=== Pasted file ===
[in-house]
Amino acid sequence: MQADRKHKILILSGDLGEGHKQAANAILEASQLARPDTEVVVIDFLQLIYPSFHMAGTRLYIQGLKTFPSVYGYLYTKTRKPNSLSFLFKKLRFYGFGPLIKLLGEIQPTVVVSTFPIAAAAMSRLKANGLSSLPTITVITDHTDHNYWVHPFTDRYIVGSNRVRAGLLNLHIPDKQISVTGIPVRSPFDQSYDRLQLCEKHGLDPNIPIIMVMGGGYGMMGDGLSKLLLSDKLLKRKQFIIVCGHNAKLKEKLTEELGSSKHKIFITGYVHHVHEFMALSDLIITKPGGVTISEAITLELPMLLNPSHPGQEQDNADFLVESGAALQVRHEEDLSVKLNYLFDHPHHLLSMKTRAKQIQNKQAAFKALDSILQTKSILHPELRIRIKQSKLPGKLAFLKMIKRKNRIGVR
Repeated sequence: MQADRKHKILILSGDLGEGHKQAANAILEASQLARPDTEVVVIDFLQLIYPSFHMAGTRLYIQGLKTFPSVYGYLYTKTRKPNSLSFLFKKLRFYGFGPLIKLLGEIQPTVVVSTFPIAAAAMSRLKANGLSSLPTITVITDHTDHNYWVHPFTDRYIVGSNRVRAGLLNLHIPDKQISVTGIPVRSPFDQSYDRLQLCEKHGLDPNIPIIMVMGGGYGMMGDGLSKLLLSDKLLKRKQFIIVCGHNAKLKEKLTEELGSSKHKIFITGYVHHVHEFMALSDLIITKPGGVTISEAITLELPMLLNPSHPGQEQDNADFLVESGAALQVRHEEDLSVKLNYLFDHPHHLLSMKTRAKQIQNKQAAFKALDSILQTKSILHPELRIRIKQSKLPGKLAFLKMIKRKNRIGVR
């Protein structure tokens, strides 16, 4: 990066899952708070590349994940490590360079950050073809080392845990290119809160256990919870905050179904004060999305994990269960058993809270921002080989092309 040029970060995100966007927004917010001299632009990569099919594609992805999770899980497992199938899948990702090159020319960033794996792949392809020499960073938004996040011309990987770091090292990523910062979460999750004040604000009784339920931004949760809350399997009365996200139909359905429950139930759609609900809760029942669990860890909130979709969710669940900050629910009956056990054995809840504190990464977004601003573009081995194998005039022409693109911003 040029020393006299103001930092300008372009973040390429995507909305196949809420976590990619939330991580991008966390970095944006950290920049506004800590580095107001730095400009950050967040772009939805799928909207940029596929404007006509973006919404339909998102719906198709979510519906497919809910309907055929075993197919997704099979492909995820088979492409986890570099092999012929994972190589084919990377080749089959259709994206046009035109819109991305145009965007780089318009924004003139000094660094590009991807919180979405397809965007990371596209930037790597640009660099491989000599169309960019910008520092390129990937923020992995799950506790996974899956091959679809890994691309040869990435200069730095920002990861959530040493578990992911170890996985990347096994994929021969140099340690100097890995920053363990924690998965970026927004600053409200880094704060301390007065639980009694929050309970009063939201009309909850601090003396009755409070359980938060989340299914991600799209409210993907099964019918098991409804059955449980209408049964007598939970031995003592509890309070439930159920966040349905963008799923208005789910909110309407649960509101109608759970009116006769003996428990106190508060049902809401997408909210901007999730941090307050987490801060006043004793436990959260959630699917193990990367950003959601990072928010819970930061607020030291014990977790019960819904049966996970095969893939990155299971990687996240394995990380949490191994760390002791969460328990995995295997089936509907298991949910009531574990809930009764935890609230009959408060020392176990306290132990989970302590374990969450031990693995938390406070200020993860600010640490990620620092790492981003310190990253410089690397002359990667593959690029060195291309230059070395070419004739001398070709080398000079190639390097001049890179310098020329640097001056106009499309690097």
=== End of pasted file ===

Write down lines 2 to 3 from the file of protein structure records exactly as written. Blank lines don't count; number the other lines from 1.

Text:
Amino acid sequence: MQADRKHKILILSGDLGEGHKQAANAILEASQLARPDTEVVVIDFLQLIYPSFHMAGTRLYIQGLKTFPSVYGYLYTKTRKPNSLSFLFKKLRFYGFGPLIKLLGEIQPTVVVSTFPIAAAAMSRLKANGLSSLPTITVITDHTDHNYWVHPFTDRYIVGSNRVRAGLLNLHIPDKQISVTGIPVRSPFDQSYDRLQLCEKHGLDPNIPIIMVMGGGYGMMGDGLSKLLLSDKLLKRKQFIIVCGHNAKLKEKLTEELGSSKHKIFITGYVHHVHEFMALSDLIITKPGGVTISEAITLELPMLLNPSHPGQEQDNADFLVESGAALQVRHEEDLSVKLNYLFDHPHHLLSMKTRAKQIQNKQAAFKALDSILQTKSILHPELRIRIKQSKLPGKLAFLKMIKRKNRIGVR
Repeated sequence: MQADRKHKILILSGDLGEGHKQAANAILEASQLARPDTEVVVIDFLQLIYPSFHMAGTRLYIQGLKTFPSVYGYLYTKTRKPNSLSFLFKKLRFYGFGPLIKLLGEIQPTVVVSTFPIAAAAMSRLKANGLSSLPTITVITDHTDHNYWVHPFTDRYIVGSNRVRAGLLNLHIPDKQISVTGIPVRSPFDQSYDRLQLCEKHGLDPNIPIIMVMGGGYGMMGDGLSKLLLSDKLLKRKQFIIVCGHNAKLKEKLTEELGSSKHKIFITGYVHHVHEFMALSDLIITKPGGVTISEAITLELPMLLNPSHPGQEQDNADFLVESGAALQVRHEEDLSVKLNYLFDHPHHLLSMKTRAKQIQNKQAAFKALDSILQTKSILHPELRIRIKQSKLPGKLAFLKMIKRKNRIGVR